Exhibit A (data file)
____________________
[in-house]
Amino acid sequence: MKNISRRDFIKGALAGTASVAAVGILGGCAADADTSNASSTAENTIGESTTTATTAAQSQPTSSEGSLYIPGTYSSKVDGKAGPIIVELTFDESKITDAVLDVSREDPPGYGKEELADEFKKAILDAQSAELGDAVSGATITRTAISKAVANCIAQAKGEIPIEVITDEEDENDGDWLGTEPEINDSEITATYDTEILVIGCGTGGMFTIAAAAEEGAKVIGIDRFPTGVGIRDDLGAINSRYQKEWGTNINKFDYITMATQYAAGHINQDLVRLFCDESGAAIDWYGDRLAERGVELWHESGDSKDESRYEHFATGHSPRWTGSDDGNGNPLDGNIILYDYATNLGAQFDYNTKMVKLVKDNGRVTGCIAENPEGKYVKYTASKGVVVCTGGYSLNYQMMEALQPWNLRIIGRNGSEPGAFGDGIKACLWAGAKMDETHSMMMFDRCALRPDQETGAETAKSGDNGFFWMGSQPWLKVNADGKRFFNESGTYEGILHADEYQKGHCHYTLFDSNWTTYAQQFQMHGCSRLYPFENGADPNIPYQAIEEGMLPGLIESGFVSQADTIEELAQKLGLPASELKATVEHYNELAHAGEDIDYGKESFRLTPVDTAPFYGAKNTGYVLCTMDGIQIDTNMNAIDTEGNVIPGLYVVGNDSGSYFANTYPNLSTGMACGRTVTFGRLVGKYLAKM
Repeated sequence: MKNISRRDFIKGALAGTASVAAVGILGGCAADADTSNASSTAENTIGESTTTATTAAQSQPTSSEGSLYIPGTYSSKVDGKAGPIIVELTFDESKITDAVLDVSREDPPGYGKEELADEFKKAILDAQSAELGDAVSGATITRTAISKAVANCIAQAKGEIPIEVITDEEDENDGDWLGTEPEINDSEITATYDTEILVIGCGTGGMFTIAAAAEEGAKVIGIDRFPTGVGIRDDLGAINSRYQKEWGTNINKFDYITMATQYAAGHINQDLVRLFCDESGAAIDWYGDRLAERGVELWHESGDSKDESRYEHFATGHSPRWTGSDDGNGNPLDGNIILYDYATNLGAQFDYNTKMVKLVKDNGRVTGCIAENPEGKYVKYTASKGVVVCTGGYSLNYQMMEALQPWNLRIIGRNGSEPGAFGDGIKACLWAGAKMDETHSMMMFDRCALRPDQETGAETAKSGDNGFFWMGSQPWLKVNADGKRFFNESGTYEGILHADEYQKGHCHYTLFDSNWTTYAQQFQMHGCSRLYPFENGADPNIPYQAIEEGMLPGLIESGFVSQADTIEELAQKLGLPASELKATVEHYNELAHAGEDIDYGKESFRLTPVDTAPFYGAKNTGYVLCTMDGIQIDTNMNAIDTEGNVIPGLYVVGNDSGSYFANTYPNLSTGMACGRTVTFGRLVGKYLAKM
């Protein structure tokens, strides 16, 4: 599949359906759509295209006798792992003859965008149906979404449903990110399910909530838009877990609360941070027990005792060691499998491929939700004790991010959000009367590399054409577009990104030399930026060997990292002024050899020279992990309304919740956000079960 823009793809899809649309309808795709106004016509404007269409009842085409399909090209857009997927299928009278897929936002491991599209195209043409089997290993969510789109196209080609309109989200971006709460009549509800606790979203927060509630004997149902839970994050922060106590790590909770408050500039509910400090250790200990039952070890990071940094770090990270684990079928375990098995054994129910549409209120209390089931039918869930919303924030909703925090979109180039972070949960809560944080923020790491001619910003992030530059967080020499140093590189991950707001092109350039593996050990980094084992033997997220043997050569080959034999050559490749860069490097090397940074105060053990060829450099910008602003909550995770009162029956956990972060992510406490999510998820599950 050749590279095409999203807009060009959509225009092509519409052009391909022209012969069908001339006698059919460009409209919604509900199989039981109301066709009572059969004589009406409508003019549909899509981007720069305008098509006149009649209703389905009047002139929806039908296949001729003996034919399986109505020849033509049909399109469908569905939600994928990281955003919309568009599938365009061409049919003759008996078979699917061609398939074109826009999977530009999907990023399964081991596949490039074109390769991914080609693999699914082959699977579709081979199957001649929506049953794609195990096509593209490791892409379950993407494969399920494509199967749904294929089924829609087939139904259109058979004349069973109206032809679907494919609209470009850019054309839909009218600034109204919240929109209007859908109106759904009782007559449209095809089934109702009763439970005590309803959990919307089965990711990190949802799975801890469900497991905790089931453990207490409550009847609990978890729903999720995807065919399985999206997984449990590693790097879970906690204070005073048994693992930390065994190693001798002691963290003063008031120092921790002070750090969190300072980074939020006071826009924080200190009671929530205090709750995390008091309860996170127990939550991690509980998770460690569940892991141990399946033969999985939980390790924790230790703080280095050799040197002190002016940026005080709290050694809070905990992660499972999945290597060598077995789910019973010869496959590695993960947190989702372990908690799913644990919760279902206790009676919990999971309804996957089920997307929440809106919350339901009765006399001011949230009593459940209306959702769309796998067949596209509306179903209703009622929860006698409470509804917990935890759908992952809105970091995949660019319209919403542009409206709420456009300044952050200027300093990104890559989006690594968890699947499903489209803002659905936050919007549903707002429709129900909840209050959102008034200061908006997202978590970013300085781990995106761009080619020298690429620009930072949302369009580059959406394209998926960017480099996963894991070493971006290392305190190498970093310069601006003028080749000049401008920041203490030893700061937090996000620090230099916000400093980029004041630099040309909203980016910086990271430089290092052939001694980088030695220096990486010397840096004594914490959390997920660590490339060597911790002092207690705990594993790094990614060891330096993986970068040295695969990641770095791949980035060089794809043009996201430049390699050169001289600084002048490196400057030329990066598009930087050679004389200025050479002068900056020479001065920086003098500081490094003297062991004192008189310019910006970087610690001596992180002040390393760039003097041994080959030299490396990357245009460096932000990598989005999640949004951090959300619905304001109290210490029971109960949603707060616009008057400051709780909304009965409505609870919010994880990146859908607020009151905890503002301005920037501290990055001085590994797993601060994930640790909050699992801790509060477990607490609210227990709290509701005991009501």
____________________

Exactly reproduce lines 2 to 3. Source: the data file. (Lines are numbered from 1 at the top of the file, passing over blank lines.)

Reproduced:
Amino acid sequence: MKNISRRDFIKGALAGTASVAAVGILGGCAADADTSNASSTAENTIGESTTTATTAAQSQPTSSEGSLYIPGTYSSKVDGKAGPIIVELTFDESKITDAVLDVSREDPPGYGKEELADEFKKAILDAQSAELGDAVSGATITRTAISKAVANCIAQAKGEIPIEVITDEEDENDGDWLGTEPEINDSEITATYDTEILVIGCGTGGMFTIAAAAEEGAKVIGIDRFPTGVGIRDDLGAINSRYQKEWGTNINKFDYITMATQYAAGHINQDLVRLFCDESGAAIDWYGDRLAERGVELWHESGDSKDESRYEHFATGHSPRWTGSDDGNGNPLDGNIILYDYATNLGAQFDYNTKMVKLVKDNGRVTGCIAENPEGKYVKYTASKGVVVCTGGYSLNYQMMEALQPWNLRIIGRNGSEPGAFGDGIKACLWAGAKMDETHSMMMFDRCALRPDQETGAETAKSGDNGFFWMGSQPWLKVNADGKRFFNESGTYEGILHADEYQKGHCHYTLFDSNWTTYAQQFQMHGCSRLYPFENGADPNIPYQAIEEGMLPGLIESGFVSQADTIEELAQKLGLPASELKATVEHYNELAHAGEDIDYGKESFRLTPVDTAPFYGAKNTGYVLCTMDGIQIDTNMNAIDTEGNVIPGLYVVGNDSGSYFANTYPNLSTGMACGRTVTFGRLVGKYLAKM
Repeated sequence: MKNISRRDFIKGALAGTASVAAVGILGGCAADADTSNASSTAENTIGESTTTATTAAQSQPTSSEGSLYIPGTYSSKVDGKAGPIIVELTFDESKITDAVLDVSREDPPGYGKEELADEFKKAILDAQSAELGDAVSGATITRTAISKAVANCIAQAKGEIPIEVITDEEDENDGDWLGTEPEINDSEITATYDTEILVIGCGTGGMFTIAAAAEEGAKVIGIDRFPTGVGIRDDLGAINSRYQKEWGTNINKFDYITMATQYAAGHINQDLVRLFCDESGAAIDWYGDRLAERGVELWHESGDSKDESRYEHFATGHSPRWTGSDDGNGNPLDGNIILYDYATNLGAQFDYNTKMVKLVKDNGRVTGCIAENPEGKYVKYTASKGVVVCTGGYSLNYQMMEALQPWNLRIIGRNGSEPGAFGDGIKACLWAGAKMDETHSMMMFDRCALRPDQETGAETAKSGDNGFFWMGSQPWLKVNADGKRFFNESGTYEGILHADEYQKGHCHYTLFDSNWTTYAQQFQMHGCSRLYPFENGADPNIPYQAIEEGMLPGLIESGFVSQADTIEELAQKLGLPASELKATVEHYNELAHAGEDIDYGKESFRLTPVDTAPFYGAKNTGYVLCTMDGIQIDTNMNAIDTEGNVIPGLYVVGNDSGSYFANTYPNLSTGMACGRTVTFGRLVGKYLAKM